A 16-year-old girl leaves her hippie parents' farm for the first time to fulfill the modern equivalent of a boy seeking his fortune.With her slightly strange way of speaking and cynical outlook, she shows a lot of people things that are right in front of their faces. Along the way, she learns some valuable, and some completely crap, life lessons.

My name is Idaho, after the state where I was conceived. This is my 17 year on God's Earth, that is to say, I'm 16-and-a-bit years old. My parents are what most people would call hippies. I'm what most people would call a "waste of space", if I'm lucky. "That whore," if I'm not. I'm not usually lucky. My mama is exactly who she says she is, no more, no less. My father is exactly what he says he's not. Just a hint; he says he's the only man that ever slept with ma. He also says that there aint no way I'm any other man's little girl but his. That's okay though. In my eyes, your father is the man that kisses you goodnight when you're little, and teaches you everything you know when you've aged up a bit. I know how to pluck a chicken, jump-start a Ford pickup truck, and how to turn cartwheels. I know spelling, typing, counting, astronomy, and a couple others. I don't never mess around with that geometry stuff though. Don't have much use for religion, either.  My hair is still as long as anything, as no one's ever taken themselves a pair a scissors to it. It's brown, though, the color of muck, so it ain't much use. I keeps it tied up and away most days. Mother says that the day I was born, all the stars  of the sky fell down into my eyes, and all the soil of the Earth rose up and colored my hair. That's her way of sayin' I have dark blue eyes that are my best feature, and mud-brown hair that isn't. I also have myself a pair of long legs, which keep me away from the chickens, and a flat chest, which keeps the boys away from me. That suits me just fine.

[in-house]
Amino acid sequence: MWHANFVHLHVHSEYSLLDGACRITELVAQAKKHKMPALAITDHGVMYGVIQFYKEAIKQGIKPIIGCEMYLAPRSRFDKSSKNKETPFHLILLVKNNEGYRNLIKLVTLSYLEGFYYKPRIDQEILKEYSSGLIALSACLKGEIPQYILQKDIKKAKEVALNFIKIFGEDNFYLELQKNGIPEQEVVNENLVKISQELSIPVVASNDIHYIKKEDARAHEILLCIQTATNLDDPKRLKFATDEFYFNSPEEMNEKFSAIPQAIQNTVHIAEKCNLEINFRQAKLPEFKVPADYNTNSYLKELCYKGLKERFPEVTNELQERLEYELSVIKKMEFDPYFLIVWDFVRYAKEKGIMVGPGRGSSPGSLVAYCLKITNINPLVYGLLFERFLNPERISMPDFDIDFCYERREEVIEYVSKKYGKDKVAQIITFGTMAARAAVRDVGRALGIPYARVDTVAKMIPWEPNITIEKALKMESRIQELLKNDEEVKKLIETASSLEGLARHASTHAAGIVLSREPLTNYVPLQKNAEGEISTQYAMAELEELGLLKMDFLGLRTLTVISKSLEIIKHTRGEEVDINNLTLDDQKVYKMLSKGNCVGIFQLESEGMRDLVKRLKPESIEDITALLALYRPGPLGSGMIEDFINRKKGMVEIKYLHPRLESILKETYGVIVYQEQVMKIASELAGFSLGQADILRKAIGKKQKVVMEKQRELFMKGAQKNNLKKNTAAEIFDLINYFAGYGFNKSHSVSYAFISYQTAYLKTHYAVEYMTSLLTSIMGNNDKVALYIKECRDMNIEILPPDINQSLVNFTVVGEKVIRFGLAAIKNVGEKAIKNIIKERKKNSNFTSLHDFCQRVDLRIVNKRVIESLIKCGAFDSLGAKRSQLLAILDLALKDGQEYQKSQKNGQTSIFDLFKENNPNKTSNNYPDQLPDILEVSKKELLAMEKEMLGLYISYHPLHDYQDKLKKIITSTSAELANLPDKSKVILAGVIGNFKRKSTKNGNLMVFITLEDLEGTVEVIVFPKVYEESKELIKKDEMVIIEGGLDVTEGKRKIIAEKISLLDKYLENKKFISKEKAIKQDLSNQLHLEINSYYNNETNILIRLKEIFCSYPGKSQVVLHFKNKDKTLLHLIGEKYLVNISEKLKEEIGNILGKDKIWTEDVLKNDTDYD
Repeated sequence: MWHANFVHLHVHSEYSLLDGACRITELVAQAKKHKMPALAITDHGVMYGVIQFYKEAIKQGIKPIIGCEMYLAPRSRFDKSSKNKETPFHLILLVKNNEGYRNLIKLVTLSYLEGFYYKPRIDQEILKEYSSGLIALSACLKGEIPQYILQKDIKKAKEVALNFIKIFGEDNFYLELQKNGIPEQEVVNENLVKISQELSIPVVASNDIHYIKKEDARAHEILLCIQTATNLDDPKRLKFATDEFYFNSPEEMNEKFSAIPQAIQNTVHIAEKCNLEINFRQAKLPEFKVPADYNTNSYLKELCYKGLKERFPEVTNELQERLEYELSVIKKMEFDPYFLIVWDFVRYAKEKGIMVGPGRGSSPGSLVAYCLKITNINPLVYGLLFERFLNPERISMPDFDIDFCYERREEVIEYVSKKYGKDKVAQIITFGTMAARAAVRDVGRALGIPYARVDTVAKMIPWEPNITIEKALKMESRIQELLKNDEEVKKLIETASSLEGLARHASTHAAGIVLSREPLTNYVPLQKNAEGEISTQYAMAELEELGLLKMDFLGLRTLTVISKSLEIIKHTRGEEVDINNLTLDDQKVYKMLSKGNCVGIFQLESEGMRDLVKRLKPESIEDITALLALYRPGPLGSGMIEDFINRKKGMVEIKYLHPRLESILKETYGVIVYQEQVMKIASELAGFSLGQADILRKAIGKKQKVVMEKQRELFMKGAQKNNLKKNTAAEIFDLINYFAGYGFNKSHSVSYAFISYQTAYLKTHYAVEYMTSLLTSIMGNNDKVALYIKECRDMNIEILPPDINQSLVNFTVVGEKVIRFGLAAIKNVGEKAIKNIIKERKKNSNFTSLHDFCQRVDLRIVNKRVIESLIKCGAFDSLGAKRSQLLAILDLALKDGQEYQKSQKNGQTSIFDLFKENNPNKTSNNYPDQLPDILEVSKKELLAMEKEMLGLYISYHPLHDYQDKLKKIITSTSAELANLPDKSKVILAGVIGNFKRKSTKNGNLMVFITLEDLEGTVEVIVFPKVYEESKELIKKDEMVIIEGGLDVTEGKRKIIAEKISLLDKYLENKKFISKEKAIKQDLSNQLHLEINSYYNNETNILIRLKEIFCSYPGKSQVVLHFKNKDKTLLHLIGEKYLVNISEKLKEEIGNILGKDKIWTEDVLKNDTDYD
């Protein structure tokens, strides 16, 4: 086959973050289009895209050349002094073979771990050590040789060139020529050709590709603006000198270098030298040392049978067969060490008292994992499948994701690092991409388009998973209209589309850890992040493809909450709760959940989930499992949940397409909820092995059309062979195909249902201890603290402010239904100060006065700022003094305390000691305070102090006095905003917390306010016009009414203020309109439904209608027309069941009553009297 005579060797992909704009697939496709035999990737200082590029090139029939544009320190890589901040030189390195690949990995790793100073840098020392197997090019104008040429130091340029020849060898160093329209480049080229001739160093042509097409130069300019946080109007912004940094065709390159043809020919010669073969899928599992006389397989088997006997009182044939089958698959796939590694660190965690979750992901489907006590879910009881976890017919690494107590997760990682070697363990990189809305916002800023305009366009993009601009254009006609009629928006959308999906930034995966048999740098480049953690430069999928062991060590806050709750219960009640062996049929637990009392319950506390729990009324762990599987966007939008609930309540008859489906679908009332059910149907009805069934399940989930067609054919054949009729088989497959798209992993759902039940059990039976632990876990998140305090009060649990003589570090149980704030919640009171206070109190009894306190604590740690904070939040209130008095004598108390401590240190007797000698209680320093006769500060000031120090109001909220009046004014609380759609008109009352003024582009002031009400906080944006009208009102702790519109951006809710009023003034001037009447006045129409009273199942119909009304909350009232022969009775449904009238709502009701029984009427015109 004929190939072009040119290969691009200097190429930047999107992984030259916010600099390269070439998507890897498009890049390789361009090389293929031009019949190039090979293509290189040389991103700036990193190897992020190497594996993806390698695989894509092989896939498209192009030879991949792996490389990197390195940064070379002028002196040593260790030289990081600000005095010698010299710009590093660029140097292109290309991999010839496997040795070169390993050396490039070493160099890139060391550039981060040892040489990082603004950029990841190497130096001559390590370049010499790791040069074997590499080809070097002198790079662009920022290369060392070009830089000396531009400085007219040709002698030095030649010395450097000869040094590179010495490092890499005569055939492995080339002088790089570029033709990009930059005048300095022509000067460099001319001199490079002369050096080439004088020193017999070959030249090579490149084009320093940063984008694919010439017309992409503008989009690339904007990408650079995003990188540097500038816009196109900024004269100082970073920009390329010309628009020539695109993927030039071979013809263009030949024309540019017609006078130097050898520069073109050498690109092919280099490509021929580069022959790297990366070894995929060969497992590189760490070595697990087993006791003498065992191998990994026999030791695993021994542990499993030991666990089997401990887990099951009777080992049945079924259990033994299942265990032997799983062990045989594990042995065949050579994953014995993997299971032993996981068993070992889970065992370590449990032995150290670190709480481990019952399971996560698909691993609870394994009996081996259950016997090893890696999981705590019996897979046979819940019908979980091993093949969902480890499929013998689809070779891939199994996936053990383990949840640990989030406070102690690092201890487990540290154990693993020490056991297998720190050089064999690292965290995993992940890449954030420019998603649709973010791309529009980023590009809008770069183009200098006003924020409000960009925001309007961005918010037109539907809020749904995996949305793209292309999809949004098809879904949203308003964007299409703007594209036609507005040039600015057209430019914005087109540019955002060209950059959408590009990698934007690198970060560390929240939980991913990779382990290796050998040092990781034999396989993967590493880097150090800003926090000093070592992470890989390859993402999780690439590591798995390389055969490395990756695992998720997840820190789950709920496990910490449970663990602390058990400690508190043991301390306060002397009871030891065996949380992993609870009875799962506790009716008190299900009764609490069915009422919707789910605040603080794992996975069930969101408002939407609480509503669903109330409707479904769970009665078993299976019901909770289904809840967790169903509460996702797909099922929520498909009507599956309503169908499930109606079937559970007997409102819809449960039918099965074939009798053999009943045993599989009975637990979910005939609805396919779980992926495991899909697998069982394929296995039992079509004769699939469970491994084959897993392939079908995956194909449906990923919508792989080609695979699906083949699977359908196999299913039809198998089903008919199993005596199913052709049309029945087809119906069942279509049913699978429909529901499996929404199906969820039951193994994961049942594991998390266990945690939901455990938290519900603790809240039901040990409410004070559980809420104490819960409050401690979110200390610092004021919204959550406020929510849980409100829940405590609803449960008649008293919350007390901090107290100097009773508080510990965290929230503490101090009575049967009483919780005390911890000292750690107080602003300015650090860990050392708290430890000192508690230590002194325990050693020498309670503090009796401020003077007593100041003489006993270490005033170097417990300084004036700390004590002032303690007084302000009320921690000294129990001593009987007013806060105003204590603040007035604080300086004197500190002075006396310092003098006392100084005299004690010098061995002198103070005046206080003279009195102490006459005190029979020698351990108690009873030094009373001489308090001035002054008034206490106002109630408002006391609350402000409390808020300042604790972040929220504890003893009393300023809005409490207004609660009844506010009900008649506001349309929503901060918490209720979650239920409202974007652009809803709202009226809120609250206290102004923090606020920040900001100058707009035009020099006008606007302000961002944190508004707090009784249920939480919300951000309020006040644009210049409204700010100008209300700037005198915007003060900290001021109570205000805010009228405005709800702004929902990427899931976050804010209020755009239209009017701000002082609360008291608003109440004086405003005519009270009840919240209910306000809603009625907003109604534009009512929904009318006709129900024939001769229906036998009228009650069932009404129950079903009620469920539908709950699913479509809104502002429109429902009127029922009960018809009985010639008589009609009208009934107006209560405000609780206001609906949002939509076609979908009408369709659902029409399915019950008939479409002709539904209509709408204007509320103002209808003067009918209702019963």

The End

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